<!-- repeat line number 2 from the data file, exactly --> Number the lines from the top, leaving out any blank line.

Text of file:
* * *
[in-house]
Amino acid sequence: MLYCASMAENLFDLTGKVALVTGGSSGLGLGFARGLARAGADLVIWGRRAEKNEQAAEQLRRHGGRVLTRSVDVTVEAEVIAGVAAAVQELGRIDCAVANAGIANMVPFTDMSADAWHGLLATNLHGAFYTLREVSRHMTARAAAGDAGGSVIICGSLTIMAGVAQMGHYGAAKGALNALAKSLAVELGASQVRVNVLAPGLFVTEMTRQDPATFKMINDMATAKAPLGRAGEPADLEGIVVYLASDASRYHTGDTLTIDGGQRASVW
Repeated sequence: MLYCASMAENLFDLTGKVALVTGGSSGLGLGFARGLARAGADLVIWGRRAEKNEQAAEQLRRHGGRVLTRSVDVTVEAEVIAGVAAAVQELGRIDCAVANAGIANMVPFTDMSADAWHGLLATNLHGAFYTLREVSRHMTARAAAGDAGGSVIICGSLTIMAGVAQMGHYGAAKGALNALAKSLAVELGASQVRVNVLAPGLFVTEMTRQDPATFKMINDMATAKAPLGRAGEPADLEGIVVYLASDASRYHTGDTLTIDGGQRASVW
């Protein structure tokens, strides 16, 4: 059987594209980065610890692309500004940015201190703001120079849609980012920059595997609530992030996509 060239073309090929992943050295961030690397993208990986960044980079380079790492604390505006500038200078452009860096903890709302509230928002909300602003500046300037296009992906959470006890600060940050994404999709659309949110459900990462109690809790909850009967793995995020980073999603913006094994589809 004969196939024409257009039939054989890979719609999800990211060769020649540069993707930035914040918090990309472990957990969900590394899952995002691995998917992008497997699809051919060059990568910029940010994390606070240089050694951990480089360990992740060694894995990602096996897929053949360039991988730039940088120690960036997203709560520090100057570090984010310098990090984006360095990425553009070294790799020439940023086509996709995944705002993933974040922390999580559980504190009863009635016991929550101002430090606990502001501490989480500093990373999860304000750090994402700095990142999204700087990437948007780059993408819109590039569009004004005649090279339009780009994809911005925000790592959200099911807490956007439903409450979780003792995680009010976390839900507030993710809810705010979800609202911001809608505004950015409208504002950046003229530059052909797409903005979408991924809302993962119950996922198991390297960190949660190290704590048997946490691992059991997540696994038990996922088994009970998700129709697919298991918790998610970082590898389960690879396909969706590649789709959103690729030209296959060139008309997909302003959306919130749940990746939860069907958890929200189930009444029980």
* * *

Amino acid sequence: MLYCASMAENLFDLTGKVALVTGGSSGLGLGFARGLARAGADLVIWGRRAEKNEQAAEQLRRHGGRVLTRSVDVTVEAEVIAGVAAAVQELGRIDCAVANAGIANMVPFTDMSADAWHGLLATNLHGAFYTLREVSRHMTARAAAGDAGGSVIICGSLTIMAGVAQMGHYGAAKGALNALAKSLAVELGASQVRVNVLAPGLFVTEMTRQDPATFKMINDMATAKAPLGRAGEPADLEGIVVYLASDASRYHTGDTLTIDGGQRASVW